The image shows how sickle hemoglobin genes are inherited. A person inherits two hemoglobin genes—one from each parent. A normal gene will make normal hemoglobin (A). A sickle hemoglobin gene will make abnormal hemoglobin (S).
In the image above, each parent has one hemoglobin A gene and one hemoglobin S gene, and each of their children has:
A 25 percent chance of inheriting two normal genes: In this case the child does not have sickle cell trait or disease. (Case 1)
A 50 percent chance of inheriting one hemoglobin A gene and one hemoglobin S gene: This child has sickle cell trait. (Cases 2 and 3)
A 25 percent chance of inheriting two hemoglobin S genes: This child has sickle cell disease. (Case 4)
It is important to keep in mind that each time this couple has a child, the chances of that child having sickle cell disease remain the same. In other words, if the first-born child has sickle cell disease, there is still a 25 percent chance that the second child will also have the disease. Both boys and girls can inherit sickle cell trait, sickle cell disease, or normal hemoglobin.
If a person wants to know if he or she carries a sickle hemoglobin gene, a doctor can order a blood test to find out.
What are the symptoms and treatments of sickle cell anemia?
Virtually all of the major symptoms of sickle cell anemia are the direct result of the abnormally shaped, sickled red blood cells blocking the flow of blood that circulates through the tissues of the body. The tissues with impaired circulation suffer damage from lack of oxygen. Damage to tissues and organs of the body can cause severe disability in patients with sickle cell anemia. The patients endure episodes of intermittent “crises” of variable frequency and severity, depending on the degree of organ involvement.
The major features and symptoms of sickle cell anemia include:
Fatigue and Anemia
Dactylitis (swelling and inflammation of the hands and/or feet) and Arthritis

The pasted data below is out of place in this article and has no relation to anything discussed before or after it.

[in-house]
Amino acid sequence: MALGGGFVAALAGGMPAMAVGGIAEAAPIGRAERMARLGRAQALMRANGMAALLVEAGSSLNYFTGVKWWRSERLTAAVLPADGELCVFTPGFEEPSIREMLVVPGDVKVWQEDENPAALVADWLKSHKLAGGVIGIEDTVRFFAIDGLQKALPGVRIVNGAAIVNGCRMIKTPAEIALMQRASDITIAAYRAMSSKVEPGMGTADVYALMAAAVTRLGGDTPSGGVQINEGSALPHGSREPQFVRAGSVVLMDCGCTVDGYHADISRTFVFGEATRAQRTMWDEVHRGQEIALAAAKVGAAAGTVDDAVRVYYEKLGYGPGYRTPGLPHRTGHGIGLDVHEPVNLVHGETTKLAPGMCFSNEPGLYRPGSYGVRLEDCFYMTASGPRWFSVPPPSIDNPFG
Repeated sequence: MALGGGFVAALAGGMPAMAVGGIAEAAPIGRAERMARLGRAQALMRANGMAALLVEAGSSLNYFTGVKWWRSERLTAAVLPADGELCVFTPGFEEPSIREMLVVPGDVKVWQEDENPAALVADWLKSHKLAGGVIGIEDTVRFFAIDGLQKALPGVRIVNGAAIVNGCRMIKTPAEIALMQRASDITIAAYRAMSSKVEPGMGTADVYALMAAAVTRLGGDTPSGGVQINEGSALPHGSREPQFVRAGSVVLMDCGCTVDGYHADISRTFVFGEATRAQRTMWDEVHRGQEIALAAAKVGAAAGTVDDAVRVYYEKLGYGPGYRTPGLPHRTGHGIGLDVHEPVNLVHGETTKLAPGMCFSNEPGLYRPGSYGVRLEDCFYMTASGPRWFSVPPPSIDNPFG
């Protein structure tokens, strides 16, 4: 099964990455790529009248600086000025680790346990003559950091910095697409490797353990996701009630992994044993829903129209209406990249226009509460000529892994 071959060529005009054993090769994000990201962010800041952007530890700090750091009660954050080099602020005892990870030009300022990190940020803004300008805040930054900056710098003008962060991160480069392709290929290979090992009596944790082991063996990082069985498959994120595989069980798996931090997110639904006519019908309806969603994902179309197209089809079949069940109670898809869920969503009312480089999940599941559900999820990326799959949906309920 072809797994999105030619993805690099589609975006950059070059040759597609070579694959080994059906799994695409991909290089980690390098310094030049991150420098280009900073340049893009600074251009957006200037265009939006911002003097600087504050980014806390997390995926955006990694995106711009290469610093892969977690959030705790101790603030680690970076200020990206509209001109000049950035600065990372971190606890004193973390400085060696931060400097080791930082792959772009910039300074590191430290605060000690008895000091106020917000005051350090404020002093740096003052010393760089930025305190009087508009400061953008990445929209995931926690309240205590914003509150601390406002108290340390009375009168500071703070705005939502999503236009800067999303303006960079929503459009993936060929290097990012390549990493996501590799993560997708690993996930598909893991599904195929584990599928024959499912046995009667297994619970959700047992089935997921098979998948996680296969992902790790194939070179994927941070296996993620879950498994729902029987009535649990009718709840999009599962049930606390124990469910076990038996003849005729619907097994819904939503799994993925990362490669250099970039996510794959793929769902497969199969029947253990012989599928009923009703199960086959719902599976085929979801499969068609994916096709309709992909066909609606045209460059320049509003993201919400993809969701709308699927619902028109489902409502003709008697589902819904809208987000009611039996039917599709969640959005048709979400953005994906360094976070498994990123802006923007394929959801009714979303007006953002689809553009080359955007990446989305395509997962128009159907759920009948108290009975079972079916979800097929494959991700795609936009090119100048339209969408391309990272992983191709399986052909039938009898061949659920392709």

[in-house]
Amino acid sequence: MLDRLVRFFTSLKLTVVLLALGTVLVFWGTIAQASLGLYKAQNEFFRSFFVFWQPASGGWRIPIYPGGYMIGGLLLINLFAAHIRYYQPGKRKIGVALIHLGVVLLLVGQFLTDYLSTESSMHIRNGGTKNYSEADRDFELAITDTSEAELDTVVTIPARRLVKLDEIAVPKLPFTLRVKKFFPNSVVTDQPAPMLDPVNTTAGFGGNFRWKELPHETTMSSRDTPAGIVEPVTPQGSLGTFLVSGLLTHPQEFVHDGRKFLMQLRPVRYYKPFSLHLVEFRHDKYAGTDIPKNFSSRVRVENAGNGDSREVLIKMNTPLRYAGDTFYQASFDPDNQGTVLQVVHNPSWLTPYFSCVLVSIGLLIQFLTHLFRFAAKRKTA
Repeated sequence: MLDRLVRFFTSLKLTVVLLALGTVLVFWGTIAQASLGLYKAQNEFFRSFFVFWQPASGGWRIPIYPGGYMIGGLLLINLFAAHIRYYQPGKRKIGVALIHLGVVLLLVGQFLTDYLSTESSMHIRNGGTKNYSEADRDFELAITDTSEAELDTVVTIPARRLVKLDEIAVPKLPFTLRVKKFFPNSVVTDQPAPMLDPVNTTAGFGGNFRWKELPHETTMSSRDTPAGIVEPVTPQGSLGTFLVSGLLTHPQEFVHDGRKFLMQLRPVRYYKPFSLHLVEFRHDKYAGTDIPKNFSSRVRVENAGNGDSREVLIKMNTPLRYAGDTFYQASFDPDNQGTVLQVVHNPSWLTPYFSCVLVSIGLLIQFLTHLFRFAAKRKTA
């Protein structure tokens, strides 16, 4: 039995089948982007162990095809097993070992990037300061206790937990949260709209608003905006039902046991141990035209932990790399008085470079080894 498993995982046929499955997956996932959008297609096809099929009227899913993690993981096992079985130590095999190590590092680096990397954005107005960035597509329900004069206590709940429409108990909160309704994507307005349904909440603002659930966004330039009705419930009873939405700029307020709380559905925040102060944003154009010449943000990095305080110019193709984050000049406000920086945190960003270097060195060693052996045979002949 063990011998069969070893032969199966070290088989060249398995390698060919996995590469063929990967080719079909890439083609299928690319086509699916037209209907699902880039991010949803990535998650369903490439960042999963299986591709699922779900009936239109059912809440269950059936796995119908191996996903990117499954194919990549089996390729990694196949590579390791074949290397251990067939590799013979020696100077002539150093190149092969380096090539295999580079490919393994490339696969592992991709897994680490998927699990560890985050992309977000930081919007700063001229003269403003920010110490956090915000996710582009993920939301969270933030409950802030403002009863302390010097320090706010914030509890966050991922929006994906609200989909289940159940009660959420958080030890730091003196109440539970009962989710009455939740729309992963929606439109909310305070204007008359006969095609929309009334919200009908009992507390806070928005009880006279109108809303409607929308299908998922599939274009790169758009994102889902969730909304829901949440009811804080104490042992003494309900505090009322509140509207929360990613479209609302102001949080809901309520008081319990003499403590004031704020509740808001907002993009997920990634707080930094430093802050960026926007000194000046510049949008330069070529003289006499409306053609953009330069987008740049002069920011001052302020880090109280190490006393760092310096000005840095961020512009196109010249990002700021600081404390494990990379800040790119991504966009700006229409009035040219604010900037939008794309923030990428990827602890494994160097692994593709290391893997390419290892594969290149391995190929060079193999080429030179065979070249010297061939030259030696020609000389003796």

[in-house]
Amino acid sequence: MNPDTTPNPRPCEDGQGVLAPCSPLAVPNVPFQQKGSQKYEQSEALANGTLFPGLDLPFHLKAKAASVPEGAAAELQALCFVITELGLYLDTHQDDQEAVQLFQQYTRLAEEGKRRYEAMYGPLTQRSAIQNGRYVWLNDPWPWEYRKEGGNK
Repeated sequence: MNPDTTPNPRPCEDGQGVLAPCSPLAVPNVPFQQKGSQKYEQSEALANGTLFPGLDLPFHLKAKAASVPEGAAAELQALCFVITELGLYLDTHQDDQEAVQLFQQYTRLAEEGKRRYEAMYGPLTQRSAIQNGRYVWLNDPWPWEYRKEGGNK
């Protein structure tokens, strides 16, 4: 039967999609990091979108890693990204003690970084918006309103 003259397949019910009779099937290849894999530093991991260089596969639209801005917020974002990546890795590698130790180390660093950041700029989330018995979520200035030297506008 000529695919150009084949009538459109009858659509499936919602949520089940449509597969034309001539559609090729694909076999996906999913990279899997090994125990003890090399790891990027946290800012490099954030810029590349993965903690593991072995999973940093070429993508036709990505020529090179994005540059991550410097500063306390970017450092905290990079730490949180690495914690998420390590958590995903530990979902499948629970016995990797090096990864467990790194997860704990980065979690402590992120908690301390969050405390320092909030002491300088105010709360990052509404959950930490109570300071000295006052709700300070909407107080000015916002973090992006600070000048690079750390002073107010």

Splenic Sequestration (sudden pooling of blood in the spleen) and Liver Congestion
Lung and Heart Injury
Aseptic Necrosis and Bone Infarcts (death of portions of bone)
Some features of sickle cell anemia, such as fatigue, anemia, pain crises, and bone infarcts can occur at any age. Many features typically occur in certain age groups.
Sickle cell anemia usually first presents in the first year of life. Infants and younger children can suffer with fever, abdominal pain, pneumococcal bacterial infections, painful swellings of the hands and feet (dactylitis), and splenic sequestration. Adolescents and young adults more commonly develop leg ulcers, aseptic necrosis, and eye damage. Symptoms in adult typically are intermittent pain episodes due to injury of bone, muscle, or internal organs.
Affected infants do not develop symptoms in the first few months of life because the haemoglobin produced by the developing fetus (fetal hemoglobin) protects the red blood cells from sickling. This fetal hemoglobin is absent in the red blood cells that are produced after birth so that by 5 months of age, the sickling of the red blood cells is prominent and symptoms begin.
The treatment of sickle cell anaemia is directed to the individual features of the illness present. In general treatment is directed at the management and prevention of the acute manifestations as well as therapies directed toward blocking the red blood cells from stacking together. There is no single remedy to reverse the anaemia. It is, therefore, important that affected individuals and their family members have an optimal understanding of the illness and that communication with the doctors and medical personnel is maintained.